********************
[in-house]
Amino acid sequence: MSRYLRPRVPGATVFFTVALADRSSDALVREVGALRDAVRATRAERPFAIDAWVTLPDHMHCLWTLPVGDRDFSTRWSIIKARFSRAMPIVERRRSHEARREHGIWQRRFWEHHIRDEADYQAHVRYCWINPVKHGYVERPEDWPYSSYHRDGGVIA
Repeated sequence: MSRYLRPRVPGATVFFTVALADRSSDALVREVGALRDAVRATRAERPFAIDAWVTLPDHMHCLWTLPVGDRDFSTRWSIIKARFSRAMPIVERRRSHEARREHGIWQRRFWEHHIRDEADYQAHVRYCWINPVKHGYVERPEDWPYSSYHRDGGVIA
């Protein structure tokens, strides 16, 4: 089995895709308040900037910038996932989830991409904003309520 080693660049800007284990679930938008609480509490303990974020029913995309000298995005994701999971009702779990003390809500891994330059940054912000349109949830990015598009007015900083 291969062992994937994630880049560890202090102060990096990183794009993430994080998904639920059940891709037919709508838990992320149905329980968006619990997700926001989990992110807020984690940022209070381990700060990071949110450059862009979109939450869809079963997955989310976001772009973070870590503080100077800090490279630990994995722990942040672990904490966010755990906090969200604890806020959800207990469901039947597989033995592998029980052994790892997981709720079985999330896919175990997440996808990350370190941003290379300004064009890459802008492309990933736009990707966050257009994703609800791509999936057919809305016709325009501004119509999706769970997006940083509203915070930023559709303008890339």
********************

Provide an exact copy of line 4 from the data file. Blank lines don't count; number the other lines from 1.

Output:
């Protein structure tokens, strides 16, 4: 089995895709308040900037910038996932989830991409904003309520 080693660049800007284990679930938008609480509490303990974020029913995309000298995005994701999971009702779990003390809500891994330059940054912000349109949830990015598009007015900083 291969062992994937994630880049560890202090102060990096990183794009993430994080998904639920059940891709037919709508838990992320149905329980968006619990997700926001989990992110807020984690940022209070381990700060990071949110450059862009979109939450869809079963997955989310976001772009973070870590503080100077800090490279630990994995722990942040672990904490966010755990906090969200604890806020959800207990469901039947597989033995592998029980052994790892997981709720079985999330896919175990997440996808990350370190941003290379300004064009890459802008492309990933736009990707966050257009994703609800791509999936057919809305016709325009501004119509999706769970997006940083509203915070930023559709303008890339």